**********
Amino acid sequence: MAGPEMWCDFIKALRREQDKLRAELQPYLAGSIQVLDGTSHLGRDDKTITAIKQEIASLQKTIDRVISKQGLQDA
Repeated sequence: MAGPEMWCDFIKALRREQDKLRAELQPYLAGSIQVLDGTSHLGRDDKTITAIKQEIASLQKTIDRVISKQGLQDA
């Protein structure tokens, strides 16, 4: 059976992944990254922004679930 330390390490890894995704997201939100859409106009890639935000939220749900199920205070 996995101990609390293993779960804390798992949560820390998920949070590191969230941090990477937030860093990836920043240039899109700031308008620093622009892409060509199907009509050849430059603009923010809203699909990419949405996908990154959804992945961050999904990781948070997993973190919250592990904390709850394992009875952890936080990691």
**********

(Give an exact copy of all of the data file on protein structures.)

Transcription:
Amino acid sequence: MAGPEMWCDFIKALRREQDKLRAELQPYLAGSIQVLDGTSHLGRDDKTITAIKQEIASLQKTIDRVISKQGLQDA
Repeated sequence: MAGPEMWCDFIKALRREQDKLRAELQPYLAGSIQVLDGTSHLGRDDKTITAIKQEIASLQKTIDRVISKQGLQDA
């Protein structure tokens, strides 16, 4: 059976992944990254922004679930 330390390490890894995704997201939100859409106009890639935000939220749900199920205070 996995101990609390293993779960804390798992949560820390998920949070590191969230941090990477937030860093990836920043240039899109700031308008620093622009892409060509199907009509050849430059603009923010809203699909990419949405996908990154959804992945961050999904990781948070997993973190919250592990904390709850394992009875952890936080990691």